1. In the Heat of the Night--10 
2. In Cold Blood--5.6
3. For Love of Ivy--5.07 
4. Walk, Don’t Run--4 
5. The Pawnbroker--2 
6. Mirage--1.5
7. The Slender Thread--1.0
 
WHAT’S NEXT: The Split
 
Jones slowed down his feature output after the early 1970s, and received Oscar nominations for The Wiz adaptation and The Color Purple’s original score (he was also nominated as one of The Color Purple’s producers). In the non-film world, he continued to be and remains a music legend, having his greatest commercial success with his production of Michael Jackson’s 1982 album Thriller, which remains the best-selling album of all time. This March he celebrated his 84th birthday, and one of his seven children is actress-screenwriter Rashida Jones.
 
AGE: 57
BIRTHPLACE: Chester, Pennsylvania
10 OSCAR NOMINATIONS
3 GRAMMY NOMINATIONS
BEST PICTURE NOMINEES: A Streetcar Named Desire, The Rose Tattoo, Cleopatra, Who’s Afraid of Virginia Woolf?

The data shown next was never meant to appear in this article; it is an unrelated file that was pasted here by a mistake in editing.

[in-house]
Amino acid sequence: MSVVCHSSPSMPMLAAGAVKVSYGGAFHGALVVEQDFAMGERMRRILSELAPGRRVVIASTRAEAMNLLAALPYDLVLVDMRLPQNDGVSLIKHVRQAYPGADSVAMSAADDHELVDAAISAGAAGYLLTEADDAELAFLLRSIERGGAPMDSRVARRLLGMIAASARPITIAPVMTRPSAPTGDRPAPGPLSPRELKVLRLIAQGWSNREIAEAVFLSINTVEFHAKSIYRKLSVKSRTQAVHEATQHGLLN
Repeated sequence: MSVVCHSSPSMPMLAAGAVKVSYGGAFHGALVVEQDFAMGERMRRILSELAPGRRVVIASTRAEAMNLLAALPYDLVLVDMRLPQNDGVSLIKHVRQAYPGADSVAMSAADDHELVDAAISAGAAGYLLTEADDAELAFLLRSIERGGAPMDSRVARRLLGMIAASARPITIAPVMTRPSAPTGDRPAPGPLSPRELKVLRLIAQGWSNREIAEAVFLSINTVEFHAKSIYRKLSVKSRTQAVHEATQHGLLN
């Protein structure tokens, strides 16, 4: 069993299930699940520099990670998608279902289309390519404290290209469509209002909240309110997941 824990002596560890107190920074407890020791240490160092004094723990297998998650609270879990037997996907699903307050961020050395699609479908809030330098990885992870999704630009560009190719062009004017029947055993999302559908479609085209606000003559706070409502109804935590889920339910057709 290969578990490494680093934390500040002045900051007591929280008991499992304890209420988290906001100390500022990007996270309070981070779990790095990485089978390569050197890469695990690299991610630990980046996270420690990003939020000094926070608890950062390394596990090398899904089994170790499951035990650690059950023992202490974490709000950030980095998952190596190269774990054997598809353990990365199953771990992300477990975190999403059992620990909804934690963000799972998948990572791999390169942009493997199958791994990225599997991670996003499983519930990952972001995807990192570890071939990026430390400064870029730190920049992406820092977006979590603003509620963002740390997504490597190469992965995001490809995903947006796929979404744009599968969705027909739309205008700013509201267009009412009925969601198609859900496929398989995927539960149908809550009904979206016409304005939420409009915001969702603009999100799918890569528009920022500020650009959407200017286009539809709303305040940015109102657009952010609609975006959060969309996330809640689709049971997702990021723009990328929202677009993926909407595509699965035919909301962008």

TYPECAST IN: Drama, epics, films based on plays
TOP BOX-OFFICE HITS:
1. Cleopatra--26
2. Spartacus--14.6
3. Who’s Afraid of Virginia Woolf?--14.0
4. I’ll Cry Tomorrow--6
5. A Streetcar Named Desire--4.75
6. Desiree--4.5
7. The Rose Tattoo--4.2
    The Devil’s Brigade--4.2
9. The Bad Seed--4.1
    The Misfits--4.1
 
WHAT’S NEXT: The Shoes of the Fisherman
 
Feature projects came fewer for North in the 1970s and 1980s, while for the Academy he was “always a bridesmaid, never a bride,” a regular nominee but never a winner of a “competitive” Oscar. On March 24, 1986, he became the first composer to win the Honorary Oscar, awarded to North “in recognition of his brilliant artistry in the creation of memorable music for a host of distinguished motion pictures.”  His final score was for the Czech drama The Last Butterfly; he died in 1991 at the age of 80.